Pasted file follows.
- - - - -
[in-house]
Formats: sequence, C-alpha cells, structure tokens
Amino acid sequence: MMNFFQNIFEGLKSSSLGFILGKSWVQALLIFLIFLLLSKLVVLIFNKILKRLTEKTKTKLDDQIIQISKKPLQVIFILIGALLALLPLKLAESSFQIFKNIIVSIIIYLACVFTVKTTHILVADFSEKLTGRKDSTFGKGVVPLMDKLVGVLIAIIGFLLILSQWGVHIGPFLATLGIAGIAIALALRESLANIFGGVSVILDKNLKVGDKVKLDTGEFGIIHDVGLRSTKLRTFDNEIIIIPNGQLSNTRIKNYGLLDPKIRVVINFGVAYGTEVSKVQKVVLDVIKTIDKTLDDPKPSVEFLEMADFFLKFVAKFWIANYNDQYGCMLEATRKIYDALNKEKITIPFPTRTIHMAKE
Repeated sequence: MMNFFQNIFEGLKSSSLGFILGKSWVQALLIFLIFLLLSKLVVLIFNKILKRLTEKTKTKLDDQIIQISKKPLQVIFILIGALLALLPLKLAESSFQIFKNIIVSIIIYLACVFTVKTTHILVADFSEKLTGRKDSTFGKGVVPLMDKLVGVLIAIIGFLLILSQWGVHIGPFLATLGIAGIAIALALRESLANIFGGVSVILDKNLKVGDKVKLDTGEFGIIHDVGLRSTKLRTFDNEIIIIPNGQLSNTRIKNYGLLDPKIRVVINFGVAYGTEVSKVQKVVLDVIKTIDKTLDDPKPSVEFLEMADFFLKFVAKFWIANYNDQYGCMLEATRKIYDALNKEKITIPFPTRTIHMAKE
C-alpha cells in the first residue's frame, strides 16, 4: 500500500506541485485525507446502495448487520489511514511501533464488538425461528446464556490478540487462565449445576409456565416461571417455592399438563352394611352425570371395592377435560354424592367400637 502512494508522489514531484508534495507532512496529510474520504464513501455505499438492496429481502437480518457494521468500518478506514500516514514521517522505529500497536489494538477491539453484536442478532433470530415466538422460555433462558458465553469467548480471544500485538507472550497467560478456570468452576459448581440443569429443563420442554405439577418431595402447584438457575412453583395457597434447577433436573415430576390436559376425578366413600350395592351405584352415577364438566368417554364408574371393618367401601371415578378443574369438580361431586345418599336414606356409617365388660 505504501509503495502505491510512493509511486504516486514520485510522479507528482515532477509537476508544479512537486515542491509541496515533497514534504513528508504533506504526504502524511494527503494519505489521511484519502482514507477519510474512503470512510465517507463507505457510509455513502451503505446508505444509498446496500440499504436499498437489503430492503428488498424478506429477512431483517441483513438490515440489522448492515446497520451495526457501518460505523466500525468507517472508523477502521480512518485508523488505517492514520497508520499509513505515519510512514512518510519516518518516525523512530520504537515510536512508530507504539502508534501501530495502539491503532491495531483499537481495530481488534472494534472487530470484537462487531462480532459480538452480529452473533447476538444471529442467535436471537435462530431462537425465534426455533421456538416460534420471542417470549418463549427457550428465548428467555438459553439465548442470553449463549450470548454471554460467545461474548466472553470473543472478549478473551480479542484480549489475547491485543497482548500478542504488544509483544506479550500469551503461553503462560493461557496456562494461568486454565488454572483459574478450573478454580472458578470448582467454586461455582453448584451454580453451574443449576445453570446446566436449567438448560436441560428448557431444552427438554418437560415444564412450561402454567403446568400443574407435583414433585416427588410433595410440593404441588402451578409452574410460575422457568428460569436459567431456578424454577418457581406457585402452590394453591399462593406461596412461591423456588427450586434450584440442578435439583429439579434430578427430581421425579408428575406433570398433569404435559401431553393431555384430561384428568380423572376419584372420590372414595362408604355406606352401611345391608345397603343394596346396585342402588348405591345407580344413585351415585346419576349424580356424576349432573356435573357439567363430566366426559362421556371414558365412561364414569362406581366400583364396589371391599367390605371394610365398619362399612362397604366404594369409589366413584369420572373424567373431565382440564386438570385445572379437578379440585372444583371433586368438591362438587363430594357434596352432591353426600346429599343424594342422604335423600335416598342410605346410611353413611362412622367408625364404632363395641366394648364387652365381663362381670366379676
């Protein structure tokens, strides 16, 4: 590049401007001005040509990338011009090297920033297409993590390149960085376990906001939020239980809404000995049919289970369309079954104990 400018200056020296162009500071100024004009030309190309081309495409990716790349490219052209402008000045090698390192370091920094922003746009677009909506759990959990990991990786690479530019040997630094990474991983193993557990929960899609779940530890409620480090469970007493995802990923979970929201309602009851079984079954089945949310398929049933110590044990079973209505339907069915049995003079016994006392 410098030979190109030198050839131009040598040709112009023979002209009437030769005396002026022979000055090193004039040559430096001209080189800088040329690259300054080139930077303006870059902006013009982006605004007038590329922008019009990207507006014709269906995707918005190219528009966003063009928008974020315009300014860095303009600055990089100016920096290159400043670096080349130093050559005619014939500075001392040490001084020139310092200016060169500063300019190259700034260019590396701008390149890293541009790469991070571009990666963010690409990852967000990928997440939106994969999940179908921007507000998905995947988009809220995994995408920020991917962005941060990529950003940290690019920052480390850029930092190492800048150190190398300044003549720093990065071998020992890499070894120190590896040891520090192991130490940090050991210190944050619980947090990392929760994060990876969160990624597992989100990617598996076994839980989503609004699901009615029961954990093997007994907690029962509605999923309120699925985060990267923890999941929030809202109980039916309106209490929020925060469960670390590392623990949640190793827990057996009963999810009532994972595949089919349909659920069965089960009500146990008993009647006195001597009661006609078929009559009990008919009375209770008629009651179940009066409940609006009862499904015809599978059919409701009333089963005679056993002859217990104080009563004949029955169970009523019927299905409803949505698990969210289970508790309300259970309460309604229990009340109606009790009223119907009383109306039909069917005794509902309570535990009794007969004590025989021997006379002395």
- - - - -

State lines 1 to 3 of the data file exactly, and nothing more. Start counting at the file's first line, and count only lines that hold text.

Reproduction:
[in-house]
Formats: sequence, C-alpha cells, structure tokens
Amino acid sequence: MMNFFQNIFEGLKSSSLGFILGKSWVQALLIFLIFLLLSKLVVLIFNKILKRLTEKTKTKLDDQIIQISKKPLQVIFILIGALLALLPLKLAESSFQIFKNIIVSIIIYLACVFTVKTTHILVADFSEKLTGRKDSTFGKGVVPLMDKLVGVLIAIIGFLLILSQWGVHIGPFLATLGIAGIAIALALRESLANIFGGVSVILDKNLKVGDKVKLDTGEFGIIHDVGLRSTKLRTFDNEIIIIPNGQLSNTRIKNYGLLDPKIRVVINFGVAYGTEVSKVQKVVLDVIKTIDKTLDDPKPSVEFLEMADFFLKFVAKFWIANYNDQYGCMLEATRKIYDALNKEKITIPFPTRTIHMAKE